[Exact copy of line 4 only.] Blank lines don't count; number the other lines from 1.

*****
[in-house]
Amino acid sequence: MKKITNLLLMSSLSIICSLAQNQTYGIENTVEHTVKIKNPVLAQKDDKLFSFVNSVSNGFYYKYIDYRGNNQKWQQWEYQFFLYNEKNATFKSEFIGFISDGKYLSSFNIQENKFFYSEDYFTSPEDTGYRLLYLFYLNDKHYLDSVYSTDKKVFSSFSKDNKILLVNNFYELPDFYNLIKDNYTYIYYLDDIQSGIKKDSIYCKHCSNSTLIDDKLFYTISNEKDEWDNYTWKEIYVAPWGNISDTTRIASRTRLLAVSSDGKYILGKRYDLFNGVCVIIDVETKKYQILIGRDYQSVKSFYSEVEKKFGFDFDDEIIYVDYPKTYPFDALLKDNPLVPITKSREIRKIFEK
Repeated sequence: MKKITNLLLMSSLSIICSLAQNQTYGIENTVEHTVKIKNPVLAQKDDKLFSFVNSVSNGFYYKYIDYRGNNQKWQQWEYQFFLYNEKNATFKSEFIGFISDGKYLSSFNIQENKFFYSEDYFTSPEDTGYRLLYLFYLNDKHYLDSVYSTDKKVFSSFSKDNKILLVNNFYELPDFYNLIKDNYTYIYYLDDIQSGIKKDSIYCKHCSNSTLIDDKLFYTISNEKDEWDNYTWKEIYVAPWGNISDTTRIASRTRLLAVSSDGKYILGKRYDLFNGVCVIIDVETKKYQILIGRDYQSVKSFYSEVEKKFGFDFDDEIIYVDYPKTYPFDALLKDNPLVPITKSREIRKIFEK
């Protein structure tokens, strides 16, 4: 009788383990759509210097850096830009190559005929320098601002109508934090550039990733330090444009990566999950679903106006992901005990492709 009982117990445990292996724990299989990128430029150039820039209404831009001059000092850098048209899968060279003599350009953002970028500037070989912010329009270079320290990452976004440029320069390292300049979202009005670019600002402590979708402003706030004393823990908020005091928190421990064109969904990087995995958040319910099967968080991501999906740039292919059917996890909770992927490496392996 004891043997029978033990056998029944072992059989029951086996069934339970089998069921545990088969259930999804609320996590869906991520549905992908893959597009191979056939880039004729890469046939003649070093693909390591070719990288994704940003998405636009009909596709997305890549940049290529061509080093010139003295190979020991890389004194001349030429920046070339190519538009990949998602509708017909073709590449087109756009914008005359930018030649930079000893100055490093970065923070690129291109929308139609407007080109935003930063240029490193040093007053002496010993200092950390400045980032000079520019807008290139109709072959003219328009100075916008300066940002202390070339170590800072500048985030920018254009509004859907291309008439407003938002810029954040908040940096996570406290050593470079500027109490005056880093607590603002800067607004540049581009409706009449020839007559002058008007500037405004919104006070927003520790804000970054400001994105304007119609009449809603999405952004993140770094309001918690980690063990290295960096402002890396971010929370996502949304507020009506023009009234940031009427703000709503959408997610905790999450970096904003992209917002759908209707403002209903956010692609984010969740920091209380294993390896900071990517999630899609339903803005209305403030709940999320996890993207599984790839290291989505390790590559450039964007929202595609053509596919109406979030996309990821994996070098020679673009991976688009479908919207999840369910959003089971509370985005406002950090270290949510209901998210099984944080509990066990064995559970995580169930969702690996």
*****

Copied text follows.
């Protein structure tokens, strides 16, 4: 009788383990759509210097850096830009190559005929320098601002109508934090550039990733330090444009990566999950679903106006992901005990492709 009982117990445990292996724990299989990128430029150039820039209404831009001059000092850098048209899968060279003599350009953002970028500037070989912010329009270079320290990452976004440029320069390292300049979202009005670019600002402590979708402003706030004393823990908020005091928190421990064109969904990087995995958040319910099967968080991501999906740039292919059917996890909770992927490496392996 004891043997029978033990056998029944072992059989029951086996069934339970089998069921545990088969259930999804609320996590869906991520549905992908893959597009191979056939880039004729890469046939003649070093693909390591070719990288994704940003998405636009009909596709997305890549940049290529061509080093010139003295190979020991890389004194001349030429920046070339190519538009990949998602509708017909073709590449087109756009914008005359930018030649930079000893100055490093970065923070690129291109929308139609407007080109935003930063240029490193040093007053002496010993200092950390400045980032000079520019807008290139109709072959003219328009100075916008300066940002202390070339170590800072500048985030920018254009509004859907291309008439407003938002810029954040908040940096996570406290050593470079500027109490005056880093607590603002800067607004540049581009409706009449020839007559002058008007500037405004919104006070927003520790804000970054400001994105304007119609009449809603999405952004993140770094309001918690980690063990290295960096402002890396971010929370996502949304507020009506023009009234940031009427703000709503959408997610905790999450970096904003992209917002759908209707403002209903956010692609984010969740920091209380294993390896900071990517999630899609339903803005209305403030709940999320996890993207599984790839290291989505390790590559450039964007929202595609053509596919109406979030996309990821994996070098020679673009991976688009479908919207999840369910959003089971509370985005406002950090270290949510209901998210099984944080509990066990064995559970995580169930969702690996």